Friday, 14 December 2007

Tutankhamun exhibition

One of my favourite pieces is the golden shrine because it is so opulent and costly yet depicts domestic scenes in the life of the king and the queen. Because of its religious significance, the hieroglyphics on the shrine would have had a significant meaning to those who made and used it and some of this power comes across to the viewer. It is a beautiful object with layers of meaning and details of the daily life of those who used it.

Beautiful gold work can also be seen on the ostrich feather fan. The original feathers have not survived, but the stumps of the feathers are still present in the holder. It is made of wood covered with sheet gold. Each side of the fan depicts scenes of hunting and one shows how the fan would have been used.

It was an excellent exhibition, but inevitably very busy and it was difficult to look at the artefacts in detail. It was impossible to sketch anything but there were several books on sale with pictures of the artefacts. The photos here come from the booklet that accompanied the original exhibition in 1972. Comparing the two exhibitions, the older one was more educational and this one was more of a show. This may reflect the different venues and settings or reflect the changes in curating that have occurred during the 35 years that separate the two.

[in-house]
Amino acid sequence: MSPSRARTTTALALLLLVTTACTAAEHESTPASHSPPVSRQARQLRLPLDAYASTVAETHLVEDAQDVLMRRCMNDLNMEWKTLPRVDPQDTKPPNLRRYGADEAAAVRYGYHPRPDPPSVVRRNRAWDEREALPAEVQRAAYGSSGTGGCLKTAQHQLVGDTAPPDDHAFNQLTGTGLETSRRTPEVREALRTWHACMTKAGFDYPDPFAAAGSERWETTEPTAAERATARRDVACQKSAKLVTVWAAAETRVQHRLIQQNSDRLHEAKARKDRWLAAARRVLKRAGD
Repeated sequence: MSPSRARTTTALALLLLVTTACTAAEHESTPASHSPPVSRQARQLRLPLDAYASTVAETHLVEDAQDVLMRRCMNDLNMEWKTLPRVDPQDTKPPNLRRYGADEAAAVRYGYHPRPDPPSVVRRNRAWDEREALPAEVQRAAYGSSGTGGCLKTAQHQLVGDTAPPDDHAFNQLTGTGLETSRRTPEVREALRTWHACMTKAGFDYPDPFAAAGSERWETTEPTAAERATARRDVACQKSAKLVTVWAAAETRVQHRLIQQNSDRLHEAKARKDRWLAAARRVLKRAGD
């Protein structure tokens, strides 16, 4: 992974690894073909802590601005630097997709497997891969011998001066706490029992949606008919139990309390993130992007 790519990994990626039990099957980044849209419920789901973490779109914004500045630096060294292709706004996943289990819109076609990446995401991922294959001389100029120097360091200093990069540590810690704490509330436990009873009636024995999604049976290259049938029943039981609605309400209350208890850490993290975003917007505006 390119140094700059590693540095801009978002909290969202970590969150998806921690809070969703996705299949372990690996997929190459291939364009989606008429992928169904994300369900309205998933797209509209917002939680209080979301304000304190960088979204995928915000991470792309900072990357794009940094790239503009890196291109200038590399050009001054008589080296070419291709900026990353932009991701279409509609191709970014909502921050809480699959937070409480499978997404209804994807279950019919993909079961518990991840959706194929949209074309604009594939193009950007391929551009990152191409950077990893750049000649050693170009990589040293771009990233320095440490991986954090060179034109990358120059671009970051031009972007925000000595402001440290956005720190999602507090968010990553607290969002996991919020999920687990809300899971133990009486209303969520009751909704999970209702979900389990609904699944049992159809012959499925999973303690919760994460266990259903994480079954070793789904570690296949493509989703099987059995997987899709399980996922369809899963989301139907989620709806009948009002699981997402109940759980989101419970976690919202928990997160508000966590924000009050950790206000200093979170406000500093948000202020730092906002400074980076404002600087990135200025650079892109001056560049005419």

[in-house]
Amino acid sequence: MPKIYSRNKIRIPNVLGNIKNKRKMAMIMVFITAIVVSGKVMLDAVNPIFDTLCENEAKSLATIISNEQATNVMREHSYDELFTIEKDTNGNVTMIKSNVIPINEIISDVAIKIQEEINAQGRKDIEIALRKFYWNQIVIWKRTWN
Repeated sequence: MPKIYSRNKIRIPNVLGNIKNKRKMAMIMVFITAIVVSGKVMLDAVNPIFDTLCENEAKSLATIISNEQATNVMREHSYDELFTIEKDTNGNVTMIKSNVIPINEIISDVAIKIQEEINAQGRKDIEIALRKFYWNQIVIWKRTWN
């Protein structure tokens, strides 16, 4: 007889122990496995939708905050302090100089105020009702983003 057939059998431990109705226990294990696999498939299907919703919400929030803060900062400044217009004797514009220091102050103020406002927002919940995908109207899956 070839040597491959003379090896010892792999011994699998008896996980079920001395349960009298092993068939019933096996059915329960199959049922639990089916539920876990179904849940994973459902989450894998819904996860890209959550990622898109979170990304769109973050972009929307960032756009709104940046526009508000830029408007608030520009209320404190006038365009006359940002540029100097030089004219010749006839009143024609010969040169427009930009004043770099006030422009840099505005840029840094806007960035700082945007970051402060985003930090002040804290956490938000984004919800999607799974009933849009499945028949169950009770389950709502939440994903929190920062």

Talk by Lesley Millar

Lesley came to Farnham on 11 December to talk to us about cloth and culture. We discussed with Lesley how our knowledge of textiles begins through touch and that skin is the surface through which we experience textiles. She reminded us that to touch is also to be touched and that this mutuality creates a dialogue. Cloth retains conscious and unconscious memory; it bears the trace of the maker and the wearer.
Used cloth holds layers of memories. The same piece of cloth can have different meanings to different people, for example it can be functional, art, religious, or a statement of identity. Pattern in cloth can provide a non-linear textile narrative. In the Baltic states under communism, textile patterns were used as cultural identity in a subversive way as a means of political dissent. Lesley also told us about her new exhibition Cloth and Culture which brings together 35 artists from Estonia, Finland, Japan, Latvia, Lithuania and the UK and opens in the Sainsbury Centre, Norwich in January 2008. She also discussed our individual research with us.